Regardless of the place of manufacture, domestic drugs are then classified into three types: traditional Chinese medicines and natural drugs, chemical drugs and biological drugs. Within each classification, drugs are again placed into categories and subcategories. These classifications and sub-classifications determine the clinical data and other requirements necessary for registration. In March 2016, pursuant to authorisations from the National People’s Congress and the State Council, the CFDA restructured the registration categories for chemically synthesised drugs. These new categories were intended to reduce confusion about the registration process, integrate the new reference product system for generics and encourage innovation. The five categories under this system are:

  1. Category 1: innovative drugs. These drugs have an active ingredient that has a clear structure and is clinically valuable. The ingredient must be new to the world, not just new to China.
  2. Category 2: improved innovative drugs. These drugs have an improvement that is clinically valuable and new to the world, such as certain structural changes, dosage forms, routes of administration, strengths and indications.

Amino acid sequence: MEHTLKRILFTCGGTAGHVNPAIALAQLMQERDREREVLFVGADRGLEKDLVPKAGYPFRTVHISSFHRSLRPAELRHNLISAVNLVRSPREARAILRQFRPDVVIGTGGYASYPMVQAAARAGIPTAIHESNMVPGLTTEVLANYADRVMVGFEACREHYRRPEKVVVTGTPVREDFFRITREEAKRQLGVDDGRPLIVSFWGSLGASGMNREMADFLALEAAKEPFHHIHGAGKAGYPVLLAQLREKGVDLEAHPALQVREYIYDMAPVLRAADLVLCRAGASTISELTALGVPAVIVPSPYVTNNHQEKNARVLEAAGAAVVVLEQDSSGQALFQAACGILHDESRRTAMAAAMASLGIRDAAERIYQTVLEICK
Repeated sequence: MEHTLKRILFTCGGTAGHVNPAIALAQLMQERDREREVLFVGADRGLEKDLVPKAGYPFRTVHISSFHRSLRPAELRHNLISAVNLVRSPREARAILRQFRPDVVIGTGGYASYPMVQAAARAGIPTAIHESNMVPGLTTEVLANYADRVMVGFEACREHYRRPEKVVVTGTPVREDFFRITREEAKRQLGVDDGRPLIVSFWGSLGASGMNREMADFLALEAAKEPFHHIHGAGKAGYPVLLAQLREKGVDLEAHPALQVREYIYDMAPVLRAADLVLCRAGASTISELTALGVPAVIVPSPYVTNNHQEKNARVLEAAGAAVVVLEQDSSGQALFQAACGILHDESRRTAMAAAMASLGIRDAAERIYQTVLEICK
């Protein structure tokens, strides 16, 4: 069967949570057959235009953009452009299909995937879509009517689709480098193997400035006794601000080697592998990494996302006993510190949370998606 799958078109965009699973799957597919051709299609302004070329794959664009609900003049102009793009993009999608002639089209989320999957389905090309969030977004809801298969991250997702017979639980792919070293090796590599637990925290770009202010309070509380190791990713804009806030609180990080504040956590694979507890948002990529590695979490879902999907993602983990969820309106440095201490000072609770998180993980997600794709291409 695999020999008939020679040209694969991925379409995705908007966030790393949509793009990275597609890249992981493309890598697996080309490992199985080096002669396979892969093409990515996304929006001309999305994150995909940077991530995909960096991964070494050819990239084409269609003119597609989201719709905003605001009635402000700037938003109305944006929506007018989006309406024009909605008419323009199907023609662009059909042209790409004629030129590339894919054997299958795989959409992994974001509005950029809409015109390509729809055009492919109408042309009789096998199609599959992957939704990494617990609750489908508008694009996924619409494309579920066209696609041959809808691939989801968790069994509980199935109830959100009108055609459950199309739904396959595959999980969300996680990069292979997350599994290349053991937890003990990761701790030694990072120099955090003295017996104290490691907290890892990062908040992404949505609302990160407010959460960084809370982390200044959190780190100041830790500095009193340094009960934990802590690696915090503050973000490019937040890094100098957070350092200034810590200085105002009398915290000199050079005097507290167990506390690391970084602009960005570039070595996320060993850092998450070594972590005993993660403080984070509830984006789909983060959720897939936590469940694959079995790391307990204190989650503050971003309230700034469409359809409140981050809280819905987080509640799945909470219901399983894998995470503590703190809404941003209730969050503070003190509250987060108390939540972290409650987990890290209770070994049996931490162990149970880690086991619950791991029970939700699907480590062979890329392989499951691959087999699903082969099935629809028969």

3. Category 3: generics with foreign reference products. This category is for generic drugs that use fully evaluated drugs (typically originator drugs), which are marketed abroad but not in China, as their reference products.
  4. Category 4: generics with domestic reference products. The opposite of Category 3, this category is for generics that use fully evaluated drugs that are marketed in China as their reference roducts.
  5. Category 5: imported drugs already approved for marketing abroad. Following on from the separation between imported and domestic drugs described above, this category is either for original drugs that are already marketed abroad (5.1) or generic drugs marketed abroad (5.2). These drugs use the import licence pathway.12